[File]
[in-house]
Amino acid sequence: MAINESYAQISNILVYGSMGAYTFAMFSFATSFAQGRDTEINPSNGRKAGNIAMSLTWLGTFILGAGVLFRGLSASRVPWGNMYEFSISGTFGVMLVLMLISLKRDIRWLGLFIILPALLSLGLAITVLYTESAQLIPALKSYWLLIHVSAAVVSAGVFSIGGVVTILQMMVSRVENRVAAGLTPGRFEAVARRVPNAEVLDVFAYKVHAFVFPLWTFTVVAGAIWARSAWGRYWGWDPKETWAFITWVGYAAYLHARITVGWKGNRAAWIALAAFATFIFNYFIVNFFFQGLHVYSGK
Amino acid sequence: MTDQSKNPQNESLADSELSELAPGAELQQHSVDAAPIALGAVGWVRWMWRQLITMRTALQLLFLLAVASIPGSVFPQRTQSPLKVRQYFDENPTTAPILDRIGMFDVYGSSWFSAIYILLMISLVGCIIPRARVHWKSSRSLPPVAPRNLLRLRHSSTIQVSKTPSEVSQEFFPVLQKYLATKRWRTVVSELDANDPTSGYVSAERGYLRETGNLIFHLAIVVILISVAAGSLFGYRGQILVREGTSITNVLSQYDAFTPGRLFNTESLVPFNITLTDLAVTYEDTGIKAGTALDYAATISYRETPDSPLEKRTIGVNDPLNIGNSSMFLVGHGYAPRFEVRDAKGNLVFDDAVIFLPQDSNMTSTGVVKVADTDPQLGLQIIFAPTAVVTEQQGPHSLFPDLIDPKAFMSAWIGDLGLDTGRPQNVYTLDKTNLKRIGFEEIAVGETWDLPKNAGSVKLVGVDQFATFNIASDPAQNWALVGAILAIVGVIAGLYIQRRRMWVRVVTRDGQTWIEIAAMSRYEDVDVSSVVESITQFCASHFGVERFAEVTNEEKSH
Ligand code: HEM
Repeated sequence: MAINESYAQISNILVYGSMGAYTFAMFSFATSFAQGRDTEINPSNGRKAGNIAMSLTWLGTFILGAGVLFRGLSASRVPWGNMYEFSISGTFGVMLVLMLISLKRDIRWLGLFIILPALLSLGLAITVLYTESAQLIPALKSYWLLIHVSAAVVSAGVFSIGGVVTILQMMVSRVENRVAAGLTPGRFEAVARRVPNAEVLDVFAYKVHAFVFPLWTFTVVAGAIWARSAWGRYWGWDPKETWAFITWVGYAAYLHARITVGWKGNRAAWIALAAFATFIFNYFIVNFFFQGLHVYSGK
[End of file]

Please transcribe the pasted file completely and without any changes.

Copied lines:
[in-house]
Amino acid sequence: MAINESYAQISNILVYGSMGAYTFAMFSFATSFAQGRDTEINPSNGRKAGNIAMSLTWLGTFILGAGVLFRGLSASRVPWGNMYEFSISGTFGVMLVLMLISLKRDIRWLGLFIILPALLSLGLAITVLYTESAQLIPALKSYWLLIHVSAAVVSAGVFSIGGVVTILQMMVSRVENRVAAGLTPGRFEAVARRVPNAEVLDVFAYKVHAFVFPLWTFTVVAGAIWARSAWGRYWGWDPKETWAFITWVGYAAYLHARITVGWKGNRAAWIALAAFATFIFNYFIVNFFFQGLHVYSGK
Amino acid sequence: MTDQSKNPQNESLADSELSELAPGAELQQHSVDAAPIALGAVGWVRWMWRQLITMRTALQLLFLLAVASIPGSVFPQRTQSPLKVRQYFDENPTTAPILDRIGMFDVYGSSWFSAIYILLMISLVGCIIPRARVHWKSSRSLPPVAPRNLLRLRHSSTIQVSKTPSEVSQEFFPVLQKYLATKRWRTVVSELDANDPTSGYVSAERGYLRETGNLIFHLAIVVILISVAAGSLFGYRGQILVREGTSITNVLSQYDAFTPGRLFNTESLVPFNITLTDLAVTYEDTGIKAGTALDYAATISYRETPDSPLEKRTIGVNDPLNIGNSSMFLVGHGYAPRFEVRDAKGNLVFDDAVIFLPQDSNMTSTGVVKVADTDPQLGLQIIFAPTAVVTEQQGPHSLFPDLIDPKAFMSAWIGDLGLDTGRPQNVYTLDKTNLKRIGFEEIAVGETWDLPKNAGSVKLVGVDQFATFNIASDPAQNWALVGAILAIVGVIAGLYIQRRRMWVRVVTRDGQTWIEIAAMSRYEDVDVSSVVESITQFCASHFGVERFAEVTNEEKSH
Ligand code: HEM
Repeated sequence: MAINESYAQISNILVYGSMGAYTFAMFSFATSFAQGRDTEINPSNGRKAGNIAMSLTWLGTFILGAGVLFRGLSASRVPWGNMYEFSISGTFGVMLVLMLISLKRDIRWLGLFIILPALLSLGLAITVLYTESAQLIPALKSYWLLIHVSAAVVSAGVFSIGGVVTILQMMVSRVENRVAAGLTPGRFEAVARRVPNAEVLDVFAYKVHAFVFPLWTFTVVAGAIWARSAWGRYWGWDPKETWAFITWVGYAAYLHARITVGWKGNRAAWIALAAFATFIFNYFIVNFFFQGLHVYSGK